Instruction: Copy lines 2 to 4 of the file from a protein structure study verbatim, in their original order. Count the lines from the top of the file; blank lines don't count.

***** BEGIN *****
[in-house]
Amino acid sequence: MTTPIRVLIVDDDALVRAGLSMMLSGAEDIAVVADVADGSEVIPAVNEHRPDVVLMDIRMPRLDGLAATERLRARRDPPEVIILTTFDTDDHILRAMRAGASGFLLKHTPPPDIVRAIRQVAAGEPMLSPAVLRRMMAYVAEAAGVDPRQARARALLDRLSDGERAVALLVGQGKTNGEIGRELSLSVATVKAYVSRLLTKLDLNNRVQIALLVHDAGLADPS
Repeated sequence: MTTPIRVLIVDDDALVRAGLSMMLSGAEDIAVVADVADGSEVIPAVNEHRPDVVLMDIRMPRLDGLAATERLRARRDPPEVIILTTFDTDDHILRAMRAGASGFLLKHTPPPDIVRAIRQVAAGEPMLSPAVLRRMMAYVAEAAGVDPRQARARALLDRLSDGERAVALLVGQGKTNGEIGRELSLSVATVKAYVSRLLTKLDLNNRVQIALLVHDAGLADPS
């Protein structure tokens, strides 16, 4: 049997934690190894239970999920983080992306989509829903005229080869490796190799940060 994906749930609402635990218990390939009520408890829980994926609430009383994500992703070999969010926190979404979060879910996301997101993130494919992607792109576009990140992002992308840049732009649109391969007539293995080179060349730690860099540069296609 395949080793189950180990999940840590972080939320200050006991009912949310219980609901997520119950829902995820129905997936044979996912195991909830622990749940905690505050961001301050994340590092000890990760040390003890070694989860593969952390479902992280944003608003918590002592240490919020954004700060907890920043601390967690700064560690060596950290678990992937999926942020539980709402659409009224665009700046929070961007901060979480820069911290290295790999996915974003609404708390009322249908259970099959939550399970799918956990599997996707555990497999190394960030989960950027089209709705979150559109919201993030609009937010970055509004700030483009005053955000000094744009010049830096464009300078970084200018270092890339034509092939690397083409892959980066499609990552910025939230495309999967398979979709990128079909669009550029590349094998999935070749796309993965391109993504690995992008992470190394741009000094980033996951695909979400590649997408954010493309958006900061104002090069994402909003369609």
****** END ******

Amino acid sequence: MTTPIRVLIVDDDALVRAGLSMMLSGAEDIAVVADVADGSEVIPAVNEHRPDVVLMDIRMPRLDGLAATERLRARRDPPEVIILTTFDTDDHILRAMRAGASGFLLKHTPPPDIVRAIRQVAAGEPMLSPAVLRRMMAYVAEAAGVDPRQARARALLDRLSDGERAVALLVGQGKTNGEIGRELSLSVATVKAYVSRLLTKLDLNNRVQIALLVHDAGLADPS
Repeated sequence: MTTPIRVLIVDDDALVRAGLSMMLSGAEDIAVVADVADGSEVIPAVNEHRPDVVLMDIRMPRLDGLAATERLRARRDPPEVIILTTFDTDDHILRAMRAGASGFLLKHTPPPDIVRAIRQVAAGEPMLSPAVLRRMMAYVAEAAGVDPRQARARALLDRLSDGERAVALLVGQGKTNGEIGRELSLSVATVKAYVSRLLTKLDLNNRVQIALLVHDAGLADPS
């Protein structure tokens, strides 16, 4: 049997934690190894239970999920983080992306989509829903005229080869490796190799940060 994906749930609402635990218990390939009520408890829980994926609430009383994500992703070999969010926190979404979060879910996301997101993130494919992607792109576009990140992002992308840049732009649109391969007539293995080179060349730690860099540069296609 395949080793189950180990999940840590972080939320200050006991009912949310219980609901997520119950829902995820129905997936044979996912195991909830622990749940905690505050961001301050994340590092000890990760040390003890070694989860593969952390479902992280944003608003918590002592240490919020954004700060907890920043601390967690700064560690060596950290678990992937999926942020539980709402659409009224665009700046929070961007901060979480820069911290290295790999996915974003609404708390009322249908259970099959939550399970799918956990599997996707555990497999190394960030989960950027089209709705979150559109919201993030609009937010970055509004700030483009005053955000000094744009010049830096464009300078970084200018270092890339034509092939690397083409892959980066499609990552910025939230495309999967398979979709990128079909669009550029590349094998999935070749796309993965391109993504690995992008992470190394741009000094980033996951695909979400590649997408954010493309958006900061104002090069994402909003369609």